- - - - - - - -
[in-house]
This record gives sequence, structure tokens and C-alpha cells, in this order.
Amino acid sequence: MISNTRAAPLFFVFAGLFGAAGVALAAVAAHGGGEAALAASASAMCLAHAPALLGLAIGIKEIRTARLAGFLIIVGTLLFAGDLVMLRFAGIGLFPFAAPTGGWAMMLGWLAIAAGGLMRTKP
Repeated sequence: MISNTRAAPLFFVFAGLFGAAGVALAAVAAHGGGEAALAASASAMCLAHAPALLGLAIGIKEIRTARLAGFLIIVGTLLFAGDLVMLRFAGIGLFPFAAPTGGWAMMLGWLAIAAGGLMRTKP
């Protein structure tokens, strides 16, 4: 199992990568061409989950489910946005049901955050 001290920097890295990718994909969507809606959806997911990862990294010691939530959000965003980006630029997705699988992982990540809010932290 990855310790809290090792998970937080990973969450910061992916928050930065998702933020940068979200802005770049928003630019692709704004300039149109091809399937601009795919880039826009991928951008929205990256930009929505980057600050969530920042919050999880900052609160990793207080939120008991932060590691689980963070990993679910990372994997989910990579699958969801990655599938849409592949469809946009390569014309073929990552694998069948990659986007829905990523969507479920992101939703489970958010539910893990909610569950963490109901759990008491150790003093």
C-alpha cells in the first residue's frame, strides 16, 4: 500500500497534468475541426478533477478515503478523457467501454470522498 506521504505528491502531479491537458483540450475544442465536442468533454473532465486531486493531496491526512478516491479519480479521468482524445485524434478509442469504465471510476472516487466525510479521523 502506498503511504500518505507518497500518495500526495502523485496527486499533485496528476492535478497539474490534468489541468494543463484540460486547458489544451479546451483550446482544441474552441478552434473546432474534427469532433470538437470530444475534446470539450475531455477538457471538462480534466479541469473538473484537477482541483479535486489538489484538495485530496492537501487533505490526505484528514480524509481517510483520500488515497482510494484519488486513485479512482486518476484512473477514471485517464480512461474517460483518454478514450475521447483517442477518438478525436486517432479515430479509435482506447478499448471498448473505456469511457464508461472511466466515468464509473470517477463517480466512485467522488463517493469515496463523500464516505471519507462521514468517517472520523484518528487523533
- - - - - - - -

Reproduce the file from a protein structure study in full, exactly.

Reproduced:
[in-house]
This record gives sequence, structure tokens and C-alpha cells, in this order.
Amino acid sequence: MISNTRAAPLFFVFAGLFGAAGVALAAVAAHGGGEAALAASASAMCLAHAPALLGLAIGIKEIRTARLAGFLIIVGTLLFAGDLVMLRFAGIGLFPFAAPTGGWAMMLGWLAIAAGGLMRTKP
Repeated sequence: MISNTRAAPLFFVFAGLFGAAGVALAAVAAHGGGEAALAASASAMCLAHAPALLGLAIGIKEIRTARLAGFLIIVGTLLFAGDLVMLRFAGIGLFPFAAPTGGWAMMLGWLAIAAGGLMRTKP
């Protein structure tokens, strides 16, 4: 199992990568061409989950489910946005049901955050 001290920097890295990718994909969507809606959806997911990862990294010691939530959000965003980006630029997705699988992982990540809010932290 990855310790809290090792998970937080990973969450910061992916928050930065998702933020940068979200802005770049928003630019692709704004300039149109091809399937601009795919880039826009991928951008929205990256930009929505980057600050969530920042919050999880900052609160990793207080939120008991932060590691689980963070990993679910990372994997989910990579699958969801990655599938849409592949469809946009390569014309073929990552694998069948990659986007829905990523969507479920992101939703489970958010539910893990909610569950963490109901759990008491150790003093």
C-alpha cells in the first residue's frame, strides 16, 4: 500500500497534468475541426478533477478515503478523457467501454470522498 506521504505528491502531479491537458483540450475544442465536442468533454473532465486531486493531496491526512478516491479519480479521468482524445485524434478509442469504465471510476472516487466525510479521523 502506498503511504500518505507518497500518495500526495502523485496527486499533485496528476492535478497539474490534468489541468494543463484540460486547458489544451479546451483550446482544441474552441478552434473546432474534427469532433470538437470530444475534446470539450475531455477538457471538462480534466479541469473538473484537477482541483479535486489538489484538495485530496492537501487533505490526505484528514480524509481517510483520500488515497482510494484519488486513485479512482486518476484512473477514471485517464480512461474517460483518454478514450475521447483517442477518438478525436486517432479515430479509435482506447478499448471498448473505456469511457464508461472511466466515468464509473470517477463517480466512485467522488463517493469515496463523500464516505471519507462521514468517517472520523484518528487523533